2005 Glass Willamette Valley
White Pinot Noir
At a glance it’s a golden peach that throws the light. It’s a
tri-part nose of earth, mineral and fruit aromas: spiced
peach, wet rocks, citrus, yeast, jasmine, kiwi, musk melon and
an ever-so-slightly-burnt crust of bread. First impression is
bright and vibrant, lemon, lemon drop, lemon zest... but you
are not yet dismissed. Into the fray is thrown an immensely
weighty mouthfeel, a bit of savory and pure-form tangerine —
yes, tangerine — on stunning acidity. All you never expected
to find is here. It’s long, lively, weighty and persistent,
finishing with a refreshing spritz. Easy comparisons you’ll also not
find, even among your high-end whites. 280 cases produced. Sold out.
It’s always the quiet ones, the ones you assume are shy, perhaps don’t have much to say. 2005’s Provocateur, came willingly enough out of barrel – clean, minding its own business. Then I turned, just for a second, and it broke the shackles. It hit me over the head with a brick of dark fruit, threw a core of acid on my palate and scampered off in the direction of structure. The color is a dense violet, somehow matching its ripe and dark nose of graphite, cherry and caramel. Voluminous scarlet cherry fruit with black pepper highlights and a dry encompassing structure deliver fine front-of-mouth tannins that tingle on your lips. Brooding now, maturity will reveal the “linger factor” and guarantee the wow. Drink now to five years plus, and think about getting it some air in the first three. 352 cases. Sold Out.
I made this wine as an experiment to raise a few questions. I made it because I don’t want to put myself away safely, like so many sticks of dynamite in a crate on a shelf. Is it my endpoint? No. But I thought there might be a fuse around and, surprise, perhaps some sparks. Translucent gold in color and built in an old-world style, this wine is made for food and exhibits a dominance of savory and mineral over fruit. Honeyed lemon custard, apples, diesel, toast and earth dominate the nose. Weighty on the palate, it is earthy with flavors of bread crust, fruit cocktail and caramelized lemon bars that go the distance to finish on a knife’s edge of citric acidity. 62 cases. Sold Out.
2005 Willamette Valley Pinot Noir
There are only a few places in the world where benchmark classic Pinot noir can be created. It requires long daylight, at least 110 days of grape hang-time, and a truly cool-climate growing region — Oregon, for example. In 2005, after a string of warm vintages, Oregon swung back to a cooler and more classic low-yielding vintage. We had to dance around a little rain at harvest, and more fruit would have been nice, but the grapes got what they needed. And subsequently, we got what we needed from the grapes: elegance. A brilliant purple garnet with a dark, dusty nose of Bing cherry, tobacco and green olive. A classically built Pinot noir of some heft showing condensed ripe cherry riding on a structurally significant core of acid and well-formed tannin. An elegant food wine, made more for time than for cocktail parties. 735 cases. Sold Out.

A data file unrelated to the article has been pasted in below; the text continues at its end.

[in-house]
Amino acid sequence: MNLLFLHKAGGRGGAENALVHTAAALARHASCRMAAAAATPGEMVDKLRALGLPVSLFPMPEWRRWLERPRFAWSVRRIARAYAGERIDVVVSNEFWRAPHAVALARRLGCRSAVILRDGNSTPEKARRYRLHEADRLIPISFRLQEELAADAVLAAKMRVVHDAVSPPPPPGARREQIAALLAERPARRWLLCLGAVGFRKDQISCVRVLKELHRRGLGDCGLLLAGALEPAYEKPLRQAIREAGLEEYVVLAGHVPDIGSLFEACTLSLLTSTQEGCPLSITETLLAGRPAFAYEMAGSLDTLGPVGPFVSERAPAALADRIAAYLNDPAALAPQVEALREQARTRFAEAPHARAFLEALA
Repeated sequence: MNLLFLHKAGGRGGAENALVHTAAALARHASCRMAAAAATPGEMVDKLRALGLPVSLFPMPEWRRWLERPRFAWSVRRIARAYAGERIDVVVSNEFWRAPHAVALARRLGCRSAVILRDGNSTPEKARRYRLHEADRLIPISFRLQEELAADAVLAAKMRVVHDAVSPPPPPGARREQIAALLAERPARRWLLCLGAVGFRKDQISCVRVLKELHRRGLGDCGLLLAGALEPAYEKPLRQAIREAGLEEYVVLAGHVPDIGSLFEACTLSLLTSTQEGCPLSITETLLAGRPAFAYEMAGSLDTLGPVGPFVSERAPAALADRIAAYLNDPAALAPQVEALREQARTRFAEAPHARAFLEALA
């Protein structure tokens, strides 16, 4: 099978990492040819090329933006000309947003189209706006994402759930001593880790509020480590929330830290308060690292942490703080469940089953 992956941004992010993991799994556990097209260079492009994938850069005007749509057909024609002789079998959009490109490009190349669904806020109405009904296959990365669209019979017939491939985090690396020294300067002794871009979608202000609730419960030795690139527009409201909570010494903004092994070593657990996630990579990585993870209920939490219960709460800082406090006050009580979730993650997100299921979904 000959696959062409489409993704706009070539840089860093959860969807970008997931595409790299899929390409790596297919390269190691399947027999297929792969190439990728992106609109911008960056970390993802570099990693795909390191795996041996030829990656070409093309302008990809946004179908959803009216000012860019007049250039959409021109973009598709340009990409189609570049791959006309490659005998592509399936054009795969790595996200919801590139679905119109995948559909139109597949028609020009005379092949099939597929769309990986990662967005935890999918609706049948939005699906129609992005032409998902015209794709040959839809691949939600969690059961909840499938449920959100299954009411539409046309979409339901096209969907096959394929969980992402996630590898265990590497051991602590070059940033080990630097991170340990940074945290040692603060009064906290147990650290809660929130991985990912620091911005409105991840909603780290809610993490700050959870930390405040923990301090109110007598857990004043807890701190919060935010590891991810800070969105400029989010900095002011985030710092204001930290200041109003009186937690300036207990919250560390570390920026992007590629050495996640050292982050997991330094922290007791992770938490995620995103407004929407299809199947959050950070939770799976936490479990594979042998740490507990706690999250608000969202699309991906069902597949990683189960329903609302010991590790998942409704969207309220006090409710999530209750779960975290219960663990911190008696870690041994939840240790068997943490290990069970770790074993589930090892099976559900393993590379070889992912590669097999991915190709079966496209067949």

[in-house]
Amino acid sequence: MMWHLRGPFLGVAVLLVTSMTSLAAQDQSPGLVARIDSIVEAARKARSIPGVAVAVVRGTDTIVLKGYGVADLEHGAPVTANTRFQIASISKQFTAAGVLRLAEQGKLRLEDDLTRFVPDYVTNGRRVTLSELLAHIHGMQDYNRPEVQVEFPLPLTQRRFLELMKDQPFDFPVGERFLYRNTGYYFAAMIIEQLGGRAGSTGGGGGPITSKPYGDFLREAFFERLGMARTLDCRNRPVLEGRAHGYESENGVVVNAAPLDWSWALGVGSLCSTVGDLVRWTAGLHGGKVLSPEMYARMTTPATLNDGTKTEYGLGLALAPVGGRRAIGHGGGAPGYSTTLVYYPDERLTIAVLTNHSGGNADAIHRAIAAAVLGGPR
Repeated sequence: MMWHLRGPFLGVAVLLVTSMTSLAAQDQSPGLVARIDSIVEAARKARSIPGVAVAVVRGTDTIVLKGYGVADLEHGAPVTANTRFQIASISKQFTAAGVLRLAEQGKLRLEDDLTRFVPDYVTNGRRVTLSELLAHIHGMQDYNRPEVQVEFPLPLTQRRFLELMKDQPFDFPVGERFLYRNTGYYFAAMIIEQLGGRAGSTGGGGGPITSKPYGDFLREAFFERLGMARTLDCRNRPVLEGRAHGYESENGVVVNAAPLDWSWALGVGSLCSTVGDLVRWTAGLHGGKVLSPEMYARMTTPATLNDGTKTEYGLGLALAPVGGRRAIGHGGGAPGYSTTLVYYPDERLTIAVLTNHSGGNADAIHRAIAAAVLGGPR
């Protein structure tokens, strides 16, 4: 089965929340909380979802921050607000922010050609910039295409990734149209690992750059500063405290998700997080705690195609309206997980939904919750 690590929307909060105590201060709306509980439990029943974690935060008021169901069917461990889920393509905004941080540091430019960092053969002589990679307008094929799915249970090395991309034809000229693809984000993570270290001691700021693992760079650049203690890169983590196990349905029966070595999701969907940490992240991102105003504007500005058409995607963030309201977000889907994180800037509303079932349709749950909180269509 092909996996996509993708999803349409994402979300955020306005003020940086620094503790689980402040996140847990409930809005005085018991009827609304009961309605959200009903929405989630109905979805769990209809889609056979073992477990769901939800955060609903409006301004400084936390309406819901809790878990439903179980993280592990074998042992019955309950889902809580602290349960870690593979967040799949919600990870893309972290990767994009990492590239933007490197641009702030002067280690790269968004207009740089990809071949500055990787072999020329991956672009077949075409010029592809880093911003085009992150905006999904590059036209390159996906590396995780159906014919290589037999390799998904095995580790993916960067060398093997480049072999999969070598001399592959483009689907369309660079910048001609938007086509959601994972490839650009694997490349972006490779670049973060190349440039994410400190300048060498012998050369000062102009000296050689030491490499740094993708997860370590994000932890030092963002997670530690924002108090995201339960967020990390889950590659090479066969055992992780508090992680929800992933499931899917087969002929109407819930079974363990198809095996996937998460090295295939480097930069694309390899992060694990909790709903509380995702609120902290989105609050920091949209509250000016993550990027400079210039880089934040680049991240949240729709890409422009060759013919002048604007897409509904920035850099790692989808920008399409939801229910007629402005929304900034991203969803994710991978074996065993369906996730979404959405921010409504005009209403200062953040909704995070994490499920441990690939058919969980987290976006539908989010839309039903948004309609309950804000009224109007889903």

I usually think of my block from Anderson Family as that certain college professor that pushed you to get it right because it mattered. Well in 2005, the college professor is as intellectual as ever…but he’s been out drinking. Who guessed the leather elbow patches were for break dancing? Who knew he was used to spinning all that funk on his turntable, or that he could so well cover Parliament on the karaoke machine? I think Cliff Anderson channeled him to produce a strong plum fruit, complex earth and a delicious funk. Pepper highlights ride waves of coffee and chocolate on a velvet structure. The truth is, it made my mouth water, and I hope the same for you. A full berry tail-out and good tannin grip ensure the ability to deliver years of aging. Well cellared, you should anticipate additional complexity during its first 10 years with a potential 12- to 20-year drinking horizon. 98 cases. Sold Out.
Antoinette Carriere was my maternal grandmother. When we were at the farm, she was the point from which food and warmth emanated. She was the cornucopia from which prodigious meals and laughter and cards and a family solid, spilled. I am pleased to be able to offer this pinnacle of elegance from my cellar in her name. On the nose, Antoinette is cherry pastry, spice, olive oil, and white pepper. On the palate it’s an unbridled, full throttle, red with good linear acidity. Full and structurally elegant, the wine’s lifted by floral and anchored by tannin with a smooth grip. Get it air and it smells like Burgundy. Classic. Decant to get it air within its first three years. Well cellared, you should anticipate additional complexity during its first 10 years with a potential 12- to 20-year drinking horizon. 98 cases. Sold out.
Shea lived up to its billing as the booming bass note out of the cellar in 2005. In spite of near physiological ripeness close to picking, it was important to wait until after the first spell of rain to harvest. Basically, because of stress, carbohydrates had transmigrated out of the berries back into the vines. By waiting, the vines were able to flush those carbohydrates, along with huge flavor, back into the grapes. I don’t own much of that real estate, but I think they call it patience. In the glass the wine is deep and translucent red. It’s very dark and nicely demure on the nose yielding blood orange and iron. In the mouth it is weighty cherry and dry baker’s chocolate followed by blackberry, blueberry and earthy beet root. The rich, round and brooding structure holds power through the finish and drives your purple tongue on home. Well cellared, you should anticipate additional complexity during its first 10 years with a potential 12- to 20-year drinking horizon. 98 cases. Sold out.